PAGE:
One night at any of Barrio Estación’s pubs in Concepción is enough to understand why the city is widely known as the rock music capital of Chile. But live music in pubs is not the only thing you’ll find; a unique cuisine is among its features too.
Photo by Murielle G. Oisel
Beer House and 30 y Tantos, pubs in the Concepción borough of Barrio Estación, give nights a special thrill that will make you want to party. Each is located on the edge of the neighborhood next to the Plaza España square, from the streets Avenida Prat to Freire. A lot of pubs offer 2-for-1 happy hours from 6:30 to 10pm, and karaoke can be found along these blocks. Young people come to the neighborhood to enjoy its international bars or menus, where no entrance fee is required.
With so many choices, deciding on the right place for a drink can be difficult. But at the corner of Avenida Prat and O’Higgins—one block south of Plaza España—the bright lights decorating the name 30 y Tantos provide a good hint as to where you should go. The oldest pub in Barrio Estación, 30 y Tantos was born back in the late 90s and is home to a unique variety of Chilean empanadas.
The menu at 30 y Tantos contains empanadas galore. These are unique, however, because they are fried, and their filling is not what the traditional recipe calls for: the Chilean pino, which has a base of onions, olives and hard-boiled eggs.
Instead, variations such as beef, chicken with corn, cheese, tomato and ham are the 30 y Tantos specials. These varieties also include sweet empanadas filled with apples or quince jelly, or an even sweeter empanada with a condensed milk and walnut filling.
How do you order them? It’s quite easy: on the menu list you’ll find the empanadas by their names, which are inspired by different Brazilian beaches. For instance, the “Ubatuba” is a beef and corn empanada and the “Tubarao” is a cheese and mushroom empanada. But names are not the only way to identify your empanada. Each empanada has tiny little holes placed in different patterns on the empanada’s triangle-shaped dough. Thus, “Ubatuba” has one hole in the left corner and “Tubarao” has two holes on each corner.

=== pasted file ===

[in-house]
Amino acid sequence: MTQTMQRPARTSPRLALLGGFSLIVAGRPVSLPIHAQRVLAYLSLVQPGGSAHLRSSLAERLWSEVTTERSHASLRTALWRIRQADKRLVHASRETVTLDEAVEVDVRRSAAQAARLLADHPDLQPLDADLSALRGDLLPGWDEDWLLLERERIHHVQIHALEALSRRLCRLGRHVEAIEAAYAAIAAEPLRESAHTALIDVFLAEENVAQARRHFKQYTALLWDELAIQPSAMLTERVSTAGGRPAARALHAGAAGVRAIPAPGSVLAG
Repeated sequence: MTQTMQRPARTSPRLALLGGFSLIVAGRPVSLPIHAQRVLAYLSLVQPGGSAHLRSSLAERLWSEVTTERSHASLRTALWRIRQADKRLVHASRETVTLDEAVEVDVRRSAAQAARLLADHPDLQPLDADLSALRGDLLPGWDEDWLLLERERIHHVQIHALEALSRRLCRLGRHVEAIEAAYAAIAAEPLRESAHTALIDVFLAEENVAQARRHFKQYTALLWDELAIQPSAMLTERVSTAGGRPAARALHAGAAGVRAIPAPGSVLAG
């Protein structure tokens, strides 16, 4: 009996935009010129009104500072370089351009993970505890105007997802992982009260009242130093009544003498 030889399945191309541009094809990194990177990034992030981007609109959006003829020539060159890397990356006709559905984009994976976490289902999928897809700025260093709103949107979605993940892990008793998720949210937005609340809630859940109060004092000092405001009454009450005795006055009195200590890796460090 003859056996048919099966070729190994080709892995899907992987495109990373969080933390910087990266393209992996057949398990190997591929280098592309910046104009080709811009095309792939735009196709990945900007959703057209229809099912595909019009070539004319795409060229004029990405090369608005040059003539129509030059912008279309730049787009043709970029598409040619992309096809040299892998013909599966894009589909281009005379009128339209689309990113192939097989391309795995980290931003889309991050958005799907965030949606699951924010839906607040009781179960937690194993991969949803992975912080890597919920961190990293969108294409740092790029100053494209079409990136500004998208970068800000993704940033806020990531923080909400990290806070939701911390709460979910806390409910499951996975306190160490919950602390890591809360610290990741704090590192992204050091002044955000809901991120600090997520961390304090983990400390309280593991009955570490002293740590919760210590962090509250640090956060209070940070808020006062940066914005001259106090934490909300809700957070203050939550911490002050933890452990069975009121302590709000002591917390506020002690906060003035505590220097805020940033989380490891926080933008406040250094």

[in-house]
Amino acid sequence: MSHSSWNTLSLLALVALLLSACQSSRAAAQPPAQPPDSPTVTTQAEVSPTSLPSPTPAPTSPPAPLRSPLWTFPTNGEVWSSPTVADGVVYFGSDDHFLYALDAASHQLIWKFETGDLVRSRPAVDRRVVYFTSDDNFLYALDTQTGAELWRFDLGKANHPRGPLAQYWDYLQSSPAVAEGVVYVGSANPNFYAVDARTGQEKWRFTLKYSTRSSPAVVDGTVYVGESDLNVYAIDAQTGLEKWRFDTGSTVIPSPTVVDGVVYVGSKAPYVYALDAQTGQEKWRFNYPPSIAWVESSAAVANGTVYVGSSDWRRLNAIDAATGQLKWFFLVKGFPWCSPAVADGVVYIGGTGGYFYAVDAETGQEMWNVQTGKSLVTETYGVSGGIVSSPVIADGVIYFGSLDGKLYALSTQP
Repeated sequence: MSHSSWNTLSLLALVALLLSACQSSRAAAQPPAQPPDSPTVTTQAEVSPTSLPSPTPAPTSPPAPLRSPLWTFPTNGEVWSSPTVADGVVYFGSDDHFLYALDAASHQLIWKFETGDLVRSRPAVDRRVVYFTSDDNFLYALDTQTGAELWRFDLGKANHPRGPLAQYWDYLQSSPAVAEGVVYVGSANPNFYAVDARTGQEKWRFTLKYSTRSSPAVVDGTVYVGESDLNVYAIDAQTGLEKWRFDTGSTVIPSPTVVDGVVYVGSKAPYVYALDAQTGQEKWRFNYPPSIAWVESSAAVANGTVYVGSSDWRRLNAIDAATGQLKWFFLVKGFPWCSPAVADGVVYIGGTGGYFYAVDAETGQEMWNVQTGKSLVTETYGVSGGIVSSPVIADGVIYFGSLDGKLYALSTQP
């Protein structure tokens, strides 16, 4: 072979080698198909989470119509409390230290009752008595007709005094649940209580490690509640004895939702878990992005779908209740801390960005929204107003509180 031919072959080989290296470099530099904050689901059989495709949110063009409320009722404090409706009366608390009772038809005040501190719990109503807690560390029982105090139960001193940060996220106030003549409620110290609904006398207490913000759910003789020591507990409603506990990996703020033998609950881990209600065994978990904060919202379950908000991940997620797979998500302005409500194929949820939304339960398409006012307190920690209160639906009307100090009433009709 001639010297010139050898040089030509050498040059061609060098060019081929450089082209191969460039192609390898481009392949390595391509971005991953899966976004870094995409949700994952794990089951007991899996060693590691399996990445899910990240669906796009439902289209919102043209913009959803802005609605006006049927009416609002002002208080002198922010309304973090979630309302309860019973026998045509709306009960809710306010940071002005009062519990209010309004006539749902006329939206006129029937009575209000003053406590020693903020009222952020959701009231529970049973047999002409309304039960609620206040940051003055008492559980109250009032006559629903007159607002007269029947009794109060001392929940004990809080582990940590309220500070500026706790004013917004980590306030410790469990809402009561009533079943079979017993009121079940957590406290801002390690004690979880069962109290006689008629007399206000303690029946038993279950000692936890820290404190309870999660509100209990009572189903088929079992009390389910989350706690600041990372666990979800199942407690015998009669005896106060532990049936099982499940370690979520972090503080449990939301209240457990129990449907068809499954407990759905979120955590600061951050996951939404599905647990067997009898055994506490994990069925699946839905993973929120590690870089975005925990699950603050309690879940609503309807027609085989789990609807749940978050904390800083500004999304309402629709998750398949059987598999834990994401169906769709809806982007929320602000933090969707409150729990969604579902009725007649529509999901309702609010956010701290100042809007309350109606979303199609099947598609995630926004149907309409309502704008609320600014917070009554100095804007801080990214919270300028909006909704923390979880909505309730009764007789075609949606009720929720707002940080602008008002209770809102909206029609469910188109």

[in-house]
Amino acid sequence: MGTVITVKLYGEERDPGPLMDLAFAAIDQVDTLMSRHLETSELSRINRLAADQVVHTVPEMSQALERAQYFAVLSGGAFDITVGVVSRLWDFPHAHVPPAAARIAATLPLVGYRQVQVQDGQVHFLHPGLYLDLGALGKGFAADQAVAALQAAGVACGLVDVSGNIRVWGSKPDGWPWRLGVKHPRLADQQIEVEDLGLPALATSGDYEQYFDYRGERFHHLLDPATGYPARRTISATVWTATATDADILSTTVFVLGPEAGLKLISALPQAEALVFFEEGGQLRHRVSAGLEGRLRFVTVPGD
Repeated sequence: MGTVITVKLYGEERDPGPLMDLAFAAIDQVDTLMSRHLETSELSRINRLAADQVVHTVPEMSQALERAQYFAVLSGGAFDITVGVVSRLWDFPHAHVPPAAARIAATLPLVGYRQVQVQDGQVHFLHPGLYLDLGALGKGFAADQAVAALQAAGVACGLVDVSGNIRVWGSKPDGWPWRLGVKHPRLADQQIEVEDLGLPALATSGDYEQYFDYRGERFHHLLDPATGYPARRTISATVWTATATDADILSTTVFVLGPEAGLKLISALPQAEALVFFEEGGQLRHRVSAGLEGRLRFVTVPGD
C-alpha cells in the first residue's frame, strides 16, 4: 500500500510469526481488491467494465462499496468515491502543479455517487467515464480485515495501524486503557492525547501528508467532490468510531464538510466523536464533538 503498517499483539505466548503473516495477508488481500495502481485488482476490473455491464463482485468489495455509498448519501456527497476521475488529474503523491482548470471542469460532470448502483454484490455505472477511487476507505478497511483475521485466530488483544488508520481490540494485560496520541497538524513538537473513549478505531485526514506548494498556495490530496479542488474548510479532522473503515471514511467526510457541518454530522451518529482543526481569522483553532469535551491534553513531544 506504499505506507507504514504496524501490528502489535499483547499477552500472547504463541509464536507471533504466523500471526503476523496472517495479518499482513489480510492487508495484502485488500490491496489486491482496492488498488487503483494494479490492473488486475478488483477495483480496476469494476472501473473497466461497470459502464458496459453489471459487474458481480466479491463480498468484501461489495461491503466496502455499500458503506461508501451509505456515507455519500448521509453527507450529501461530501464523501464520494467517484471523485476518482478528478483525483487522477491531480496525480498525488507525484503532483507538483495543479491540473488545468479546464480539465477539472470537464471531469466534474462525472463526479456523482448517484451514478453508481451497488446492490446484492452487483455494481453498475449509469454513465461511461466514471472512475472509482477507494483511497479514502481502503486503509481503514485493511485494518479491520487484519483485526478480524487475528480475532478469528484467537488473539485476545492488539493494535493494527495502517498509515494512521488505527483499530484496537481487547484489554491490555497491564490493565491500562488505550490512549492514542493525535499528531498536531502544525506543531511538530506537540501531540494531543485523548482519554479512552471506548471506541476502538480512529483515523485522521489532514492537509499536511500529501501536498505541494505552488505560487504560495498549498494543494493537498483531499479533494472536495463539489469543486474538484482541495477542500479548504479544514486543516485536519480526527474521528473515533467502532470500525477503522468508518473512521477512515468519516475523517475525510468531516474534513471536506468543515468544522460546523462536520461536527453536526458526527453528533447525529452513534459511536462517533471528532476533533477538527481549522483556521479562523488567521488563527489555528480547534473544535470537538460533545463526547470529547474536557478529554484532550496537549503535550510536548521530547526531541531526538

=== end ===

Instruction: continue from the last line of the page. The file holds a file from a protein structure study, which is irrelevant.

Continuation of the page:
Besides how good these empanadas taste, their steady price of CP$1,200 each (USD$2.17) makes them even more tempting. As typical as its empanadas, 30 y Tantos offers a complete wine menu. Even though bottles and glasses of wine are available for purchase, the Chilean wine in a jar for CP$3,800 (USD$6.88) is the most popular.
However, great taste and cheap prices are not the only reasons why 30 y Tantos draws its customers in: there is also the mystery behind the pub’s name. Most people mistakenly think the name refers to the variety of empanadas, but there are only 21 kinds. “I tend to think it was chosen as a clue to explain its target customer. Most of our guests are 30 and above,” explains 30 y Tantos manager Ítalo Sasso.
Despite several different owners, everything in 30 y Tantos remains largely as it did when it first opened. But this year there’s a new Friday and Saturday night feature: live music from 10pm to midnight by a special guest artist. “All types of styles and musicians are invited, from pop, folk and rock,” comments Sasso. On other evenings, the atmosphere is quite calm thanks to the assorted genres of music played on the speakers at a volume that still allows people to hear their conversations.
Another stop Concepcion visitors cannot miss at Barrio Estación is Beer House.
Widely known as a stage for live rock music performed by the most esteemed musicians in the city, Beer House is also the only place where you can drink Kuntsmann beer from a “pitcher” all night long for CP$3,500 (USD$6.34).
“We have a staff of 14 musicians but we also invite bands from Santiago, among other cities, and from Concepción too,” points out Beer House producer Francisco Silva.
With six years of business behind it, Beer House now has more to offer its customers: the newly opened Beer House Rock next door is a paradise for pure rock fans. “We realized we needed a place just for patrons who prefer classic rock and the new stage is just for them,” says Silva.
The rhythm of rock is joined with tasty meals quickly cooked by the staff. Both Beer House and Beer House Rock share a menu of pizzas, sandwiches and assorted meat and cheese trays from CP$2,500 to $9,000 (USD$4.53 to $16.31).
30 y Tantos and Beer House are top of the list for a special fun night in the city of Concepción, where live music is perfectly combined with traditional cuisine.
30 y Tantos
Monday to Sunday, 6:30pm–2:30am.
Prat # 402
Tueday to Saturday, 7pm–4am.
Prat # 600